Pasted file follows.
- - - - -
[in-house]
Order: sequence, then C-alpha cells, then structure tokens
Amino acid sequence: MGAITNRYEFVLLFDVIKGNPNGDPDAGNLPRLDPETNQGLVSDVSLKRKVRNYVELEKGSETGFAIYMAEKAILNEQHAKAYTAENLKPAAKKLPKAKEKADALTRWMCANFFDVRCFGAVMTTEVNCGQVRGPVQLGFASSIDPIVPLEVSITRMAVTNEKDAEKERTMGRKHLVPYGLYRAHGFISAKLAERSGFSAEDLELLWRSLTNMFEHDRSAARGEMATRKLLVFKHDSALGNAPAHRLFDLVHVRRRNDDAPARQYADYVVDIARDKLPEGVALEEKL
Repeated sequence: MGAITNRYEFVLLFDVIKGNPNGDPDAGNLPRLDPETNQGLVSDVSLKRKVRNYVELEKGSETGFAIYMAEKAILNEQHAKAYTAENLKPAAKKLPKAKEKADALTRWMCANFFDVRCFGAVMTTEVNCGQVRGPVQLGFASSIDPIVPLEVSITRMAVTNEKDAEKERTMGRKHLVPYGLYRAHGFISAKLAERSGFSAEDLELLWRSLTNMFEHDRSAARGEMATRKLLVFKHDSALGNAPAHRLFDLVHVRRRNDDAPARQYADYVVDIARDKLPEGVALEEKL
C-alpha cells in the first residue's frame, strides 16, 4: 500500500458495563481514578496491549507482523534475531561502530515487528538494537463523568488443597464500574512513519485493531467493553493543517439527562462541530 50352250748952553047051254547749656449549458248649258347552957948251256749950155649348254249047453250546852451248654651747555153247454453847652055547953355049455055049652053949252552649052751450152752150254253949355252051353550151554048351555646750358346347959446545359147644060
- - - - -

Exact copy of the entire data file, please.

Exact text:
[in-house]
Order: sequence, then C-alpha cells, then structure tokens
Amino acid sequence: MGAITNRYEFVLLFDVIKGNPNGDPDAGNLPRLDPETNQGLVSDVSLKRKVRNYVELEKGSETGFAIYMAEKAILNEQHAKAYTAENLKPAAKKLPKAKEKADALTRWMCANFFDVRCFGAVMTTEVNCGQVRGPVQLGFASSIDPIVPLEVSITRMAVTNEKDAEKERTMGRKHLVPYGLYRAHGFISAKLAERSGFSAEDLELLWRSLTNMFEHDRSAARGEMATRKLLVFKHDSALGNAPAHRLFDLVHVRRRNDDAPARQYADYVVDIARDKLPEGVALEEKL
Repeated sequence: MGAITNRYEFVLLFDVIKGNPNGDPDAGNLPRLDPETNQGLVSDVSLKRKVRNYVELEKGSETGFAIYMAEKAILNEQHAKAYTAENLKPAAKKLPKAKEKADALTRWMCANFFDVRCFGAVMTTEVNCGQVRGPVQLGFASSIDPIVPLEVSITRMAVTNEKDAEKERTMGRKHLVPYGLYRAHGFISAKLAERSGFSAEDLELLWRSLTNMFEHDRSAARGEMATRKLLVFKHDSALGNAPAHRLFDLVHVRRRNDDAPARQYADYVVDIARDKLPEGVALEEKL
C-alpha cells in the first residue's frame, strides 16, 4: 500500500458495563481514578496491549507482523534475531561502530515487528538494537463523568488443597464500574512513519485493531467493553493543517439527562462541530 50352250748952553047051254547749656449549458248649258347552957948251256749950155649348254249047453250546852451248654651747555153247454453847652055547953355049455055049652053949252552649052751450152752150254253949355252051353550151554048351555646750358346347959446545359147644060